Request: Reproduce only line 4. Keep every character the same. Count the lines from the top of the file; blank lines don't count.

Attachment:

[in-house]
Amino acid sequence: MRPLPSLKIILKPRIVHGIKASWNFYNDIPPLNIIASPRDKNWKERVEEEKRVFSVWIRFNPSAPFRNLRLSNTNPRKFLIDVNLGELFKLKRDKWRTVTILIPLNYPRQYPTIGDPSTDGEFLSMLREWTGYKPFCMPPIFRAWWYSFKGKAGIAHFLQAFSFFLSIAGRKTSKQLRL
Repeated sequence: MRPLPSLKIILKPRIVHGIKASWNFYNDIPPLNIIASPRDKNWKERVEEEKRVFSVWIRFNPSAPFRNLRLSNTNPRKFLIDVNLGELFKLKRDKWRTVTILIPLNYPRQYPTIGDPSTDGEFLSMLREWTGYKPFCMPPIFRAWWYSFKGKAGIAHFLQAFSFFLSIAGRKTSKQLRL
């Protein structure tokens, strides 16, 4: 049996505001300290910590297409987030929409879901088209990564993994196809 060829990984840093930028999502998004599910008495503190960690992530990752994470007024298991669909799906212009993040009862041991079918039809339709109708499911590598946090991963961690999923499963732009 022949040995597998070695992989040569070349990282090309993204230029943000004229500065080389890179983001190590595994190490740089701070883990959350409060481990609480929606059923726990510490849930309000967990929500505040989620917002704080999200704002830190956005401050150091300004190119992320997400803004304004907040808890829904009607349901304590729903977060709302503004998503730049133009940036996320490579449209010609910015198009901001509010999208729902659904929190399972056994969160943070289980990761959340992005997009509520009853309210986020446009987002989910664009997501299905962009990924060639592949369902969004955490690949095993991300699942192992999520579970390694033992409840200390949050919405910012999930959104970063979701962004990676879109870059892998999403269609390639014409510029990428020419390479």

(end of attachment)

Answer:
């Protein structure tokens, strides 16, 4: 049996505001300290910590297409987030929409879901088209990564993994196809 060829990984840093930028999502998004599910008495503190960690992530990752994470007024298991669909799906212009993040009862041991079918039809339709109708499911590598946090991963961690999923499963732009 022949040995597998070695992989040569070349990282090309993204230029943000004229500065080389890179983001190590595994190490740089701070883990959350409060481990609480929606059923726990510490849930309000967990929500505040989620917002704080999200704002830190956005401050150091300004190119992320997400803004304004907040808890829904009607349901304590729903977060709302503004998503730049133009940036996320490579449209010609910015198009901001509010999208729902659904929190399972056994969160943070289980990761959340992005997009509520009853309210986020446009987002989910664009997501299905962009990924060639592949369902969004955490690949095993991300699942192992999520579970390694033992409840200390949050919405910012999930959104970063979701962004990676879109870059892998999403269609390639014409510029990428020419390479």